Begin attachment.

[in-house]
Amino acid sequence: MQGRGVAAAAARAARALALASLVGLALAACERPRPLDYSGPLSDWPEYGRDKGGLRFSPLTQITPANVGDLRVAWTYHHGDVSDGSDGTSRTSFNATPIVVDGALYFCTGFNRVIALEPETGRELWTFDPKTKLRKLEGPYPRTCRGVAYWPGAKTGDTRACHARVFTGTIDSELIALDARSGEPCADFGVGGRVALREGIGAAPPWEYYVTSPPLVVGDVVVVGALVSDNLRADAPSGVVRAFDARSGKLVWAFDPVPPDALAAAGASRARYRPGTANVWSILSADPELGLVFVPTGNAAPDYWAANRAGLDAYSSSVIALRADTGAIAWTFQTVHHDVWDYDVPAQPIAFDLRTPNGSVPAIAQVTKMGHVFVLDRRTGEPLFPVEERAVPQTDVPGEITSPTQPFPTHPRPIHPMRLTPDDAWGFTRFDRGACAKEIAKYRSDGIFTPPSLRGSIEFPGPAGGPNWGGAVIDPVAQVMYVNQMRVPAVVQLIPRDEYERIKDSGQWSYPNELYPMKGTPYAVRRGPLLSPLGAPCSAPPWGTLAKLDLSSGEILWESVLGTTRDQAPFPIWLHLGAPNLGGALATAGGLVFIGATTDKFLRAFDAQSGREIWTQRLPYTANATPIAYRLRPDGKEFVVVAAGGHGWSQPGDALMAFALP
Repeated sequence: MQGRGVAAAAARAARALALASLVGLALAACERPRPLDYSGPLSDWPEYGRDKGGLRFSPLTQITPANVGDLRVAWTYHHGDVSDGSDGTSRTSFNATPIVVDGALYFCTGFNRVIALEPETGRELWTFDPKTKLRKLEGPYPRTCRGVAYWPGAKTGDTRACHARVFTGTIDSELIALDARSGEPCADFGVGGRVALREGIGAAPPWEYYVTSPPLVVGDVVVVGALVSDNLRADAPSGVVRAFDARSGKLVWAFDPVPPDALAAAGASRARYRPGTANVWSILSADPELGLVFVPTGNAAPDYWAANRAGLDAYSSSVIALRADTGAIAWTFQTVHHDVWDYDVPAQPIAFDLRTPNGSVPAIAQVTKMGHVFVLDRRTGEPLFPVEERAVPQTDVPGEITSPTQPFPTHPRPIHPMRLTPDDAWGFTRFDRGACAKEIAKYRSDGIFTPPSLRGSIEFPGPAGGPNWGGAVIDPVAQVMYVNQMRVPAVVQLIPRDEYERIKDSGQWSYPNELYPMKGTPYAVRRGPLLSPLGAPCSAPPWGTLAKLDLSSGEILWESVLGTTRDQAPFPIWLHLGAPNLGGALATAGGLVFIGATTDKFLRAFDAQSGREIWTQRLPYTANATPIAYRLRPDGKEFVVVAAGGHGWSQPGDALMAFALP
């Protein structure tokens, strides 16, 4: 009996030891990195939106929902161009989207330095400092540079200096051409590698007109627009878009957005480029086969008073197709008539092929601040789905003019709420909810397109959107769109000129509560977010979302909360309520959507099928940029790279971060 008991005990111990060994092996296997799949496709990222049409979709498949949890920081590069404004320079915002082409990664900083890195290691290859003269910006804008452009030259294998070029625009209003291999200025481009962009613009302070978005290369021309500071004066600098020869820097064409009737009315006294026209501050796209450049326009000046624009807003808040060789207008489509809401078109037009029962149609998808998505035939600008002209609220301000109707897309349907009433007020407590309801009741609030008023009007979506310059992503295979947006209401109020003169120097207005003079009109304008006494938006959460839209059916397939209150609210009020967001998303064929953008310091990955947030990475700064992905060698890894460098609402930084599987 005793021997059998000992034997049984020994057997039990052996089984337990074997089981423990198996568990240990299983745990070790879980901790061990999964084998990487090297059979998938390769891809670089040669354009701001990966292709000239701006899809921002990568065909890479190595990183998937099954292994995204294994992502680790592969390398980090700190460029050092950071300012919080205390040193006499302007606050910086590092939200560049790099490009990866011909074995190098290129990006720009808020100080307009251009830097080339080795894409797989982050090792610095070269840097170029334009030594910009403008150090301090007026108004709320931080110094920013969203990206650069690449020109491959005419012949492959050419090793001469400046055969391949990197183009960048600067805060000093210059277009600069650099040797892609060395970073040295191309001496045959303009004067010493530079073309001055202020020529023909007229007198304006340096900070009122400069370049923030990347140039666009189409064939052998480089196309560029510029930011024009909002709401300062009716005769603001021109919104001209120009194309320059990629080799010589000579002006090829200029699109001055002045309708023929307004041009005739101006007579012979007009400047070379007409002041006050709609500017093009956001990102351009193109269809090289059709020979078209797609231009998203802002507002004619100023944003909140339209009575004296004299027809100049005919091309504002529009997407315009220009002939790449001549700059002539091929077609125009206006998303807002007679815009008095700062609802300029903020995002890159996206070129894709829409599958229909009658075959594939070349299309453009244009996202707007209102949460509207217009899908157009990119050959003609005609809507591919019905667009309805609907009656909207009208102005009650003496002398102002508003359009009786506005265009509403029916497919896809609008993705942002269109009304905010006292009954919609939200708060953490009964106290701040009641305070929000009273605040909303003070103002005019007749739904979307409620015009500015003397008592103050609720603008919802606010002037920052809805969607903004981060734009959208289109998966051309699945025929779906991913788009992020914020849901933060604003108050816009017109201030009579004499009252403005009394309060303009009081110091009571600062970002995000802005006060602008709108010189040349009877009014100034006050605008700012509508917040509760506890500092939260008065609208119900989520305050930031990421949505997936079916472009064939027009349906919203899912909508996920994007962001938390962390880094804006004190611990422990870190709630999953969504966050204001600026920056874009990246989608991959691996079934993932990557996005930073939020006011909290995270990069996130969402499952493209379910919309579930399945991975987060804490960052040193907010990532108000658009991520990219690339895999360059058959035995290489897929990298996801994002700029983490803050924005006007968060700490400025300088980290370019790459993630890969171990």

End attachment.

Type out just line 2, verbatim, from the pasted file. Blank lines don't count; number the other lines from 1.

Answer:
Amino acid sequence: MQGRGVAAAAARAARALALASLVGLALAACERPRPLDYSGPLSDWPEYGRDKGGLRFSPLTQITPANVGDLRVAWTYHHGDVSDGSDGTSRTSFNATPIVVDGALYFCTGFNRVIALEPETGRELWTFDPKTKLRKLEGPYPRTCRGVAYWPGAKTGDTRACHARVFTGTIDSELIALDARSGEPCADFGVGGRVALREGIGAAPPWEYYVTSPPLVVGDVVVVGALVSDNLRADAPSGVVRAFDARSGKLVWAFDPVPPDALAAAGASRARYRPGTANVWSILSADPELGLVFVPTGNAAPDYWAANRAGLDAYSSSVIALRADTGAIAWTFQTVHHDVWDYDVPAQPIAFDLRTPNGSVPAIAQVTKMGHVFVLDRRTGEPLFPVEERAVPQTDVPGEITSPTQPFPTHPRPIHPMRLTPDDAWGFTRFDRGACAKEIAKYRSDGIFTPPSLRGSIEFPGPAGGPNWGGAVIDPVAQVMYVNQMRVPAVVQLIPRDEYERIKDSGQWSYPNELYPMKGTPYAVRRGPLLSPLGAPCSAPPWGTLAKLDLSSGEILWESVLGTTRDQAPFPIWLHLGAPNLGGALATAGGLVFIGATTDKFLRAFDAQSGREIWTQRLPYTANATPIAYRLRPDGKEFVVVAAGGHGWSQPGDALMAFALP